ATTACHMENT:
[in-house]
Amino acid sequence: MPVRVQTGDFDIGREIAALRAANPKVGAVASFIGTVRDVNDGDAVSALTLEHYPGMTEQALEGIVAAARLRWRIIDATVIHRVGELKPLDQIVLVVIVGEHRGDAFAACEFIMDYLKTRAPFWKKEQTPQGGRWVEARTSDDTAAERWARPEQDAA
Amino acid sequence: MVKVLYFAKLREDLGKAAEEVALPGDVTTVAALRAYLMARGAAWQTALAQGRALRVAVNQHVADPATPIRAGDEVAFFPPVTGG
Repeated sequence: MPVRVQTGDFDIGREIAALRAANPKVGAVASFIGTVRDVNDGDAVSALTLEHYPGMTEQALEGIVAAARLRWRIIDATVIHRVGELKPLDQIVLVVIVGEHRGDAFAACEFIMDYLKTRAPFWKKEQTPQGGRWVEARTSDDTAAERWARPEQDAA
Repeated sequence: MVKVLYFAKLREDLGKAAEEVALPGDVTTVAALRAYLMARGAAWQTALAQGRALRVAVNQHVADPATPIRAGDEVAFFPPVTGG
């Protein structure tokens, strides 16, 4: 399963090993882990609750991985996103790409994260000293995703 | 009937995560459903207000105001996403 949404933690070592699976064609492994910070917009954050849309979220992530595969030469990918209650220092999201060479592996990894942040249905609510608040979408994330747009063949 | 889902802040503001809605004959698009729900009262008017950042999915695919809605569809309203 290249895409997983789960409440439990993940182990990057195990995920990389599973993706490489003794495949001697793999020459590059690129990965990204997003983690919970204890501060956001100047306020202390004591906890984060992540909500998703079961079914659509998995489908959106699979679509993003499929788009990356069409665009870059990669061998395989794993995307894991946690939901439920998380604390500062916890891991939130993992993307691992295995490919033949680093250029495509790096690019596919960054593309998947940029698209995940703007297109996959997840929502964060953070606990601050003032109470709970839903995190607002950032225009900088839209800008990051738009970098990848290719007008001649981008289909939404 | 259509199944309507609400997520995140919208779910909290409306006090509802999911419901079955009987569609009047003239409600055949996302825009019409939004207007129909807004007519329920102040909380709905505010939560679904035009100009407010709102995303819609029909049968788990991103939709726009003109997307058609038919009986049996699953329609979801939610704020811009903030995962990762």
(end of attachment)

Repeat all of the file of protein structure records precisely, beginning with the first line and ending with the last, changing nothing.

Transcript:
[in-house]
Amino acid sequence: MPVRVQTGDFDIGREIAALRAANPKVGAVASFIGTVRDVNDGDAVSALTLEHYPGMTEQALEGIVAAARLRWRIIDATVIHRVGELKPLDQIVLVVIVGEHRGDAFAACEFIMDYLKTRAPFWKKEQTPQGGRWVEARTSDDTAAERWARPEQDAA
Amino acid sequence: MVKVLYFAKLREDLGKAAEEVALPGDVTTVAALRAYLMARGAAWQTALAQGRALRVAVNQHVADPATPIRAGDEVAFFPPVTGG
Repeated sequence: MPVRVQTGDFDIGREIAALRAANPKVGAVASFIGTVRDVNDGDAVSALTLEHYPGMTEQALEGIVAAARLRWRIIDATVIHRVGELKPLDQIVLVVIVGEHRGDAFAACEFIMDYLKTRAPFWKKEQTPQGGRWVEARTSDDTAAERWARPEQDAA
Repeated sequence: MVKVLYFAKLREDLGKAAEEVALPGDVTTVAALRAYLMARGAAWQTALAQGRALRVAVNQHVADPATPIRAGDEVAFFPPVTGG
């Protein structure tokens, strides 16, 4: 399963090993882990609750991985996103790409994260000293995703 | 009937995560459903207000105001996403 949404933690070592699976064609492994910070917009954050849309979220992530595969030469990918209650220092999201060479592996990894942040249905609510608040979408994330747009063949 | 889902802040503001809605004959698009729900009262008017950042999915695919809605569809309203 290249895409997983789960409440439990993940182990990057195990995920990389599973993706490489003794495949001697793999020459590059690129990965990204997003983690919970204890501060956001100047306020202390004591906890984060992540909500998703079961079914659509998995489908959106699979679509993003499929788009990356069409665009870059990669061998395989794993995307894991946690939901439920998380604390500062916890891991939130993992993307691992295995490919033949680093250029495509790096690019596919960054593309998947940029698209995940703007297109996959997840929502964060953070606990601050003032109470709970839903995190607002950032225009900088839209800008990051738009970098990848290719007008001649981008289909939404 | 259509199944309507609400997520995140919208779910909290409306006090509802999911419901079955009987569609009047003239409600055949996302825009019409939004207007129909807004007519329920102040909380709905505010939560679904035009100009407010709102995303819609029909049968788990991103939709726009003109997307058609038919009986049996699953329609979801939610704020811009903030995962990762």